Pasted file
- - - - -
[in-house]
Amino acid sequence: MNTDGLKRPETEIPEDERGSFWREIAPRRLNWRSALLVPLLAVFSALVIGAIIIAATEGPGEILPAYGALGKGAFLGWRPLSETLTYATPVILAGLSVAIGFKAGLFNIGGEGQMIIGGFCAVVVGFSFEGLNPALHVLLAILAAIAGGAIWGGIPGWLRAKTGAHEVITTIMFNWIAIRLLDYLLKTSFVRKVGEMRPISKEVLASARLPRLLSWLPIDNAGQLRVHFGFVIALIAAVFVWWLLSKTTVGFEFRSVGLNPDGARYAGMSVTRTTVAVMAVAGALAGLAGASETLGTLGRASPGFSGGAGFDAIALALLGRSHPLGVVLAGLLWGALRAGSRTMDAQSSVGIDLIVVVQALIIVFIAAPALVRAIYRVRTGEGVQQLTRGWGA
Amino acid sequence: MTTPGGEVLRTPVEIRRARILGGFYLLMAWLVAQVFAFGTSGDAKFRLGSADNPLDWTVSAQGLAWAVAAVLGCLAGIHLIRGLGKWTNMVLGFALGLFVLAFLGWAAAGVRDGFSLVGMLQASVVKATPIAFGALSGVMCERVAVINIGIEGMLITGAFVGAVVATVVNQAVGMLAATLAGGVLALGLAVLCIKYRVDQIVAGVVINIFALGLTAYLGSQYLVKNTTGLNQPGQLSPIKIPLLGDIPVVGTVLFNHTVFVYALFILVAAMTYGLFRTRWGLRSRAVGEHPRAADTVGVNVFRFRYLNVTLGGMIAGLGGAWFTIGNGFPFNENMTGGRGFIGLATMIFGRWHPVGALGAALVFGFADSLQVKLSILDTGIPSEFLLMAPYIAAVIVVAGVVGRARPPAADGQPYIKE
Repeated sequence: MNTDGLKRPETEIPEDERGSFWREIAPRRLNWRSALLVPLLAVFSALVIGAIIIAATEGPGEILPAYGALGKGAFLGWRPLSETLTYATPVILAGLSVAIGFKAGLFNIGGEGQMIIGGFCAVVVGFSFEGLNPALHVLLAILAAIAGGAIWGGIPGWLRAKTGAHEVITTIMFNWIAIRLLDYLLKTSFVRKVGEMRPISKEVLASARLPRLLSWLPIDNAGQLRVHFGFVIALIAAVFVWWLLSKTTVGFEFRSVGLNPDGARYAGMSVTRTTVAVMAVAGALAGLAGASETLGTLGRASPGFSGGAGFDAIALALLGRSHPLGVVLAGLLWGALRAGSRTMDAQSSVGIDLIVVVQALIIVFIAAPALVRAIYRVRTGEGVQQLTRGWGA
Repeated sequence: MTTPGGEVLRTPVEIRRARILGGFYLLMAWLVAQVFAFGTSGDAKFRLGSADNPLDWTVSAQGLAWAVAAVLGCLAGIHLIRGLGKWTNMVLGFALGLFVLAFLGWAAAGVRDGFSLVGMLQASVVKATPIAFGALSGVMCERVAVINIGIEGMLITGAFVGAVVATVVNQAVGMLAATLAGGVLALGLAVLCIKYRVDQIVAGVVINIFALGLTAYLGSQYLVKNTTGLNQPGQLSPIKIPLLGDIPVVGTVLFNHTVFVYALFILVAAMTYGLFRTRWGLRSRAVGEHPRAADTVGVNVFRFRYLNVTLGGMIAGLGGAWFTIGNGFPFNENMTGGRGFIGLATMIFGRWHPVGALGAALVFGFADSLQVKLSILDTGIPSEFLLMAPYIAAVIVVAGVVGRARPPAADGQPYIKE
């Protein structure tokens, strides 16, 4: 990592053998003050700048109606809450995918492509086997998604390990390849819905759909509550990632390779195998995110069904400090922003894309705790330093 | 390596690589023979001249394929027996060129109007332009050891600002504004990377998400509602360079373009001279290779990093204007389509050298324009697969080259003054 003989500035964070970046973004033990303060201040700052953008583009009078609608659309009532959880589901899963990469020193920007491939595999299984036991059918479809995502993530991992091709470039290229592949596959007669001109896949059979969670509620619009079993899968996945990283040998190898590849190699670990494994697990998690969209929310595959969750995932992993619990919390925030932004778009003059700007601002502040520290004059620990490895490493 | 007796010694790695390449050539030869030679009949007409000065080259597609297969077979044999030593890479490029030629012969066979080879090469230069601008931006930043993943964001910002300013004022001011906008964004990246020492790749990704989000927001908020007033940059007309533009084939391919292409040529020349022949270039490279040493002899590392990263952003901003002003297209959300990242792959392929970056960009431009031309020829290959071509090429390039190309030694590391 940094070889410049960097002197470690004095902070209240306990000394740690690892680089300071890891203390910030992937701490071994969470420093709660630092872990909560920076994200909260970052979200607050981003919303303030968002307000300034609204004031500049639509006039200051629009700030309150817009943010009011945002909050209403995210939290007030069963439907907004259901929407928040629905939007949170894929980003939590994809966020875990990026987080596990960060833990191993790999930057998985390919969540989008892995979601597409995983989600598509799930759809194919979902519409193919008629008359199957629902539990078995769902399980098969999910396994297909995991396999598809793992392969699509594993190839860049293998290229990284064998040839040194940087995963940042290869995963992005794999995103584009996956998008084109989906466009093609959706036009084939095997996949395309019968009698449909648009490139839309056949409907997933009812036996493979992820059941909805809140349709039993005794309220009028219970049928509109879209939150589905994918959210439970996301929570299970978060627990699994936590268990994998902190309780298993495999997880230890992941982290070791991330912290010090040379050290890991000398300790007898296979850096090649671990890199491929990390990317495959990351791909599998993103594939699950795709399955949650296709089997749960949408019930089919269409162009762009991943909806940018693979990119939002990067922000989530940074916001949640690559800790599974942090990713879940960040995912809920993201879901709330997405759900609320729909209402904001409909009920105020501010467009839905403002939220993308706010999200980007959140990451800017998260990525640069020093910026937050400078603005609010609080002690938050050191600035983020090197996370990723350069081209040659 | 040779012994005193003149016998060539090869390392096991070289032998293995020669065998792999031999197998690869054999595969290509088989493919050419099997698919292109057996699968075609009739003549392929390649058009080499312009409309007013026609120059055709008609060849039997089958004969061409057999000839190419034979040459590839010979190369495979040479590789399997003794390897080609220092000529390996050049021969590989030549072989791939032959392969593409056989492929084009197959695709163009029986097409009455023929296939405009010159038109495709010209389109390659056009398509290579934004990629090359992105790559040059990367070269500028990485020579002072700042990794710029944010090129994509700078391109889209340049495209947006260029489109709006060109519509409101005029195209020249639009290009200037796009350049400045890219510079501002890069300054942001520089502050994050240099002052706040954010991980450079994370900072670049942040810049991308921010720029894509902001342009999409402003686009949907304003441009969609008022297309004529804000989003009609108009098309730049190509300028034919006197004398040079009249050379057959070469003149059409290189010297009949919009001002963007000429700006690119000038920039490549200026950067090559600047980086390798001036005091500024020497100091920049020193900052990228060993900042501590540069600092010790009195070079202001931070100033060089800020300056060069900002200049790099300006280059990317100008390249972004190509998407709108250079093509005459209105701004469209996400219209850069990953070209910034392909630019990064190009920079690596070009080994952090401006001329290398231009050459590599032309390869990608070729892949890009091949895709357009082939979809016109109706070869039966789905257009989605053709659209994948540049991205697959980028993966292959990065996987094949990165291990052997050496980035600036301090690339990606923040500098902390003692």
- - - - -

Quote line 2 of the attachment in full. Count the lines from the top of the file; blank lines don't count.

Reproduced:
Amino acid sequence: MNTDGLKRPETEIPEDERGSFWREIAPRRLNWRSALLVPLLAVFSALVIGAIIIAATEGPGEILPAYGALGKGAFLGWRPLSETLTYATPVILAGLSVAIGFKAGLFNIGGEGQMIIGGFCAVVVGFSFEGLNPALHVLLAILAAIAGGAIWGGIPGWLRAKTGAHEVITTIMFNWIAIRLLDYLLKTSFVRKVGEMRPISKEVLASARLPRLLSWLPIDNAGQLRVHFGFVIALIAAVFVWWLLSKTTVGFEFRSVGLNPDGARYAGMSVTRTTVAVMAVAGALAGLAGASETLGTLGRASPGFSGGAGFDAIALALLGRSHPLGVVLAGLLWGALRAGSRTMDAQSSVGIDLIVVVQALIIVFIAAPALVRAIYRVRTGEGVQQLTRGWGA